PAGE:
by Ty Young, Julia Reynolds Masterman Laboratory and Demonstration School
I find myself sitting in a small room at the foot of a bed near a window
A warm summer shower in late afternoon, tranquil in its release,
Raindrops, fallen soldiers, dapple the glass.
Mighty dark clouds like schooners waver above,
And I bathe in the soft light of the benevolent sun as it pours like nectar through the clouds,
Hidden, yet loving.
And I rejoice!
I yawp in glee and romp in revelry!
We are yet dust within the wake of the universe’s footstep,
We are but on the precipice of its emergence from a cosmic womb,
A second gone past, forgotten soon,
The sounds of ringing space,
Choirs of collapse,
Resonation with entropy,
As immortals vanish,
Earthly bodies, tarrying no more.
Yet, I feel compelled to celebrate!
To celebrate the purple evening of a tired August, galumphing into soft and heavy slumber.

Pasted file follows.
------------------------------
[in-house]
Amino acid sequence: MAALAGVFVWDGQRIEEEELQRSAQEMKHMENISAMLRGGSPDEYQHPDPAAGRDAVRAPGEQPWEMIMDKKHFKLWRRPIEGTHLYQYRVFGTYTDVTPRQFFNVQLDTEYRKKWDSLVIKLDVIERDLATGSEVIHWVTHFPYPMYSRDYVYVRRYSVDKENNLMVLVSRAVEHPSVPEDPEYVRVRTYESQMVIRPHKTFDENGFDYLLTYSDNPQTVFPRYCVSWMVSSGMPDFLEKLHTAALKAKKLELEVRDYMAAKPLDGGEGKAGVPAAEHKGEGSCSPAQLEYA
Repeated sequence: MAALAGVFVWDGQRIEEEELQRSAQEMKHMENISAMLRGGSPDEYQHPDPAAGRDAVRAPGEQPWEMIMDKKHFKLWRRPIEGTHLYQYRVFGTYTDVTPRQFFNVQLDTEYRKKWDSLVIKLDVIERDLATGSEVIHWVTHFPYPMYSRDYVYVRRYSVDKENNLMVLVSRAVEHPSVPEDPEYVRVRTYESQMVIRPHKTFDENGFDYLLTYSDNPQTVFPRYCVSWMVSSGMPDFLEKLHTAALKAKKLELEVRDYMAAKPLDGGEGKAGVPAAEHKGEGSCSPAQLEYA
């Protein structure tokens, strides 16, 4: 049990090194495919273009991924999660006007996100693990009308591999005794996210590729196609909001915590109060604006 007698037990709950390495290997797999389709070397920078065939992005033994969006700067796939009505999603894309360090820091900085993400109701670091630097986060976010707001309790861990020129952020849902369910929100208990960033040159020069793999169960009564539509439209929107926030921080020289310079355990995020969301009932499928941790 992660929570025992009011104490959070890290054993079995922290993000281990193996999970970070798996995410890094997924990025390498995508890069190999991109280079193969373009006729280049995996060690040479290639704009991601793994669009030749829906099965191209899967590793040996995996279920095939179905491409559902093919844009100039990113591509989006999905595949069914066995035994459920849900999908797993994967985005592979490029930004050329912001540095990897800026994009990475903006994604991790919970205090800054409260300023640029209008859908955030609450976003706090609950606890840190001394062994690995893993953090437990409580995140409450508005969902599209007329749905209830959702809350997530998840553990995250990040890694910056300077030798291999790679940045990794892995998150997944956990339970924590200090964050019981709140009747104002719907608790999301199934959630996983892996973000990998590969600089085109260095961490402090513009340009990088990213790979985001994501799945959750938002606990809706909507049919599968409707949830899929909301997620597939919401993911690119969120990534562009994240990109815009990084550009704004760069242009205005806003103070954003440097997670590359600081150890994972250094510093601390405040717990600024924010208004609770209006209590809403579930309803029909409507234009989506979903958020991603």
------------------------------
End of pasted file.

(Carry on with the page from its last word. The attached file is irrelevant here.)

To celebrate the rats, plump on waste, scurrying beneath subway cars as they roar down the track.
To celebrate the hazy, billowing clouds of midsummer, airships trekking across clear blue.
To celebrate the hulking turkey vulture in grey autumn, stalking the forests of the night.
To celebrate the weightless snow, powdering and silencing a city of grand monoliths.
To celebrate a bike ride down a hill in spring, and how the whistle of wind gives way to the ring of peepers, a timid cadence.
To celebrate these specimen days in which I nearly forget myself in love and song and joy in the simple pleasure of living!
And as I slowly arise from a deep slumber in early morning, I hear the call of a songbird, or perhaps it is a mocker, and I close my eyes and proceed to be.
Honorable Mention for the 2019 Walt Whitman Poetry Contest